Faux finishing, or faux painting, is a term describing a decorative paint finish that replicates another material, with stone, wood, and marble being popular selections among many DIYers out there.
Faux finishing can be a fun and creative way to paint an area. It gives the painter the flexibility in their work to do whatever they want to do; however, they want the surface to look, without all those limitations that other remodeling projects often handicap workers.
There are several different ways to faux finish, which may involve different pieces of equipment. First-timers would be well advised to research what type of surface they are looking to capture and note the equipment that is used in the application process.
A few faux finishing methods include:
Graining. A graining tool will be needed here. Paint or wet the surface, then drag the graining tool across it. Rock the tool in the process, going to random and varied spots.
Sponging. An old and popular faux finishing method, the only special equipment needed is a simple sponge. Just dip the sponge and push it across the surface. Multiple layers will build up the color intensity. A subtle depth in color can be realized using different shades of the same color.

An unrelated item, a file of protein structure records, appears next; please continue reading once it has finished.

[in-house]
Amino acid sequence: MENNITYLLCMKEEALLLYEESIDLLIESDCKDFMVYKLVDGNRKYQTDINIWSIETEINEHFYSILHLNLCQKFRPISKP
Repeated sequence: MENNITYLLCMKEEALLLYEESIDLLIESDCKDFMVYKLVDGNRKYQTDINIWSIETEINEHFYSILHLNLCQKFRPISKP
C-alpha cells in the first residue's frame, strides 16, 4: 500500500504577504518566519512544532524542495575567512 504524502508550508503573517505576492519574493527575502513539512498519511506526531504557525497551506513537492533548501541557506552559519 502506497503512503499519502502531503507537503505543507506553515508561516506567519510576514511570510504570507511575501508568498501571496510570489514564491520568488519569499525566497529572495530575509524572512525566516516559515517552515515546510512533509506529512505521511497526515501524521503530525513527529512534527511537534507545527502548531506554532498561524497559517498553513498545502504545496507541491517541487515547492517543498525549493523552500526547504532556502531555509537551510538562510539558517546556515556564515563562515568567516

Strie Painting. Apply the paint vertically with a roller followed by dragging a long-bristled brush down through the wet paint. This creates soft streaks of color, the final effect looking something like fabric.
Leathering. Chamois' are needed here. Attach a few chamois together by tying them, then roll them (in the shape of a cigar). First, apply the initial paint layer on the surface being worked on, then apply glaze by taking the chamois and rolling them over the newly glazed surface. This creates a look described as distressed leather.
If you would like professionals to come in and do this work for you, contact a leader in the industry that can assist in several different tasks in the home. My Painter, a highly respected and successful company in the industry, can come in and take care of your needs as they relate to:
By My Arlington Painter 8-20-2020